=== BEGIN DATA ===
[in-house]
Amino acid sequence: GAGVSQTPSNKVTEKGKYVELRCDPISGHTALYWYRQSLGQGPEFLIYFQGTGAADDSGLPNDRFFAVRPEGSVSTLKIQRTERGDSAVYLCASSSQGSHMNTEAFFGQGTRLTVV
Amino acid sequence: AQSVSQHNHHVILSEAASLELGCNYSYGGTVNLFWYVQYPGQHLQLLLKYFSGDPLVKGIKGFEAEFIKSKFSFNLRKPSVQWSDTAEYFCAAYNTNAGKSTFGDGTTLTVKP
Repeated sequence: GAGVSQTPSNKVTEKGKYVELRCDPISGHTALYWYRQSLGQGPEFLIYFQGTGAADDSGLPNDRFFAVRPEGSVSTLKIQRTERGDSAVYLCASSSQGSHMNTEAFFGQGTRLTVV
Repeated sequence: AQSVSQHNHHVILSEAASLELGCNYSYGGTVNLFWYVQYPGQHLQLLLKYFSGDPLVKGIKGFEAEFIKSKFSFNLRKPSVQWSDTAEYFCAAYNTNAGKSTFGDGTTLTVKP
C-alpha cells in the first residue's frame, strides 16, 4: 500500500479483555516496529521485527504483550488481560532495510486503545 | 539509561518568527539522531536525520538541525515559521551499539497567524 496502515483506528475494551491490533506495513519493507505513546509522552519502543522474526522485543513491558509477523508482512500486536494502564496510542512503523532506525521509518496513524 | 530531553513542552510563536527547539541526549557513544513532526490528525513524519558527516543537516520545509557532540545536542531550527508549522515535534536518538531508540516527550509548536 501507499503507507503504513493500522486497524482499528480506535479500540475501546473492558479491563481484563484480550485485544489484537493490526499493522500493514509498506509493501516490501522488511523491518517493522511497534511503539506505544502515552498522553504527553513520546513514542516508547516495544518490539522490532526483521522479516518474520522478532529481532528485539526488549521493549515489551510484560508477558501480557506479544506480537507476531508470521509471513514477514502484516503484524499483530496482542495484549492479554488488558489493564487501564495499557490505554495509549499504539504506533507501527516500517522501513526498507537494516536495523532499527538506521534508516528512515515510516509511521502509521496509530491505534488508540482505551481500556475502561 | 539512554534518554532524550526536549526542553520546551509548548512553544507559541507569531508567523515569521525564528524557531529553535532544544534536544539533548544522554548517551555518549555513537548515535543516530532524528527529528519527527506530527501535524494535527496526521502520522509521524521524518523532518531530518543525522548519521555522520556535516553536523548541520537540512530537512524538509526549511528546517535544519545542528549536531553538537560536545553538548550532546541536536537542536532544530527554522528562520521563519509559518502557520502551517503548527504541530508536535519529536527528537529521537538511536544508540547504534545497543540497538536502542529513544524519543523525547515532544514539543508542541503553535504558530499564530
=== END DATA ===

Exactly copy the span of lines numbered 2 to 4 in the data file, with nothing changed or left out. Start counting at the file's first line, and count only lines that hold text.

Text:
Amino acid sequence: GAGVSQTPSNKVTEKGKYVELRCDPISGHTALYWYRQSLGQGPEFLIYFQGTGAADDSGLPNDRFFAVRPEGSVSTLKIQRTERGDSAVYLCASSSQGSHMNTEAFFGQGTRLTVV
Amino acid sequence: AQSVSQHNHHVILSEAASLELGCNYSYGGTVNLFWYVQYPGQHLQLLLKYFSGDPLVKGIKGFEAEFIKSKFSFNLRKPSVQWSDTAEYFCAAYNTNAGKSTFGDGTTLTVKP
Repeated sequence: GAGVSQTPSNKVTEKGKYVELRCDPISGHTALYWYRQSLGQGPEFLIYFQGTGAADDSGLPNDRFFAVRPEGSVSTLKIQRTERGDSAVYLCASSSQGSHMNTEAFFGQGTRLTVV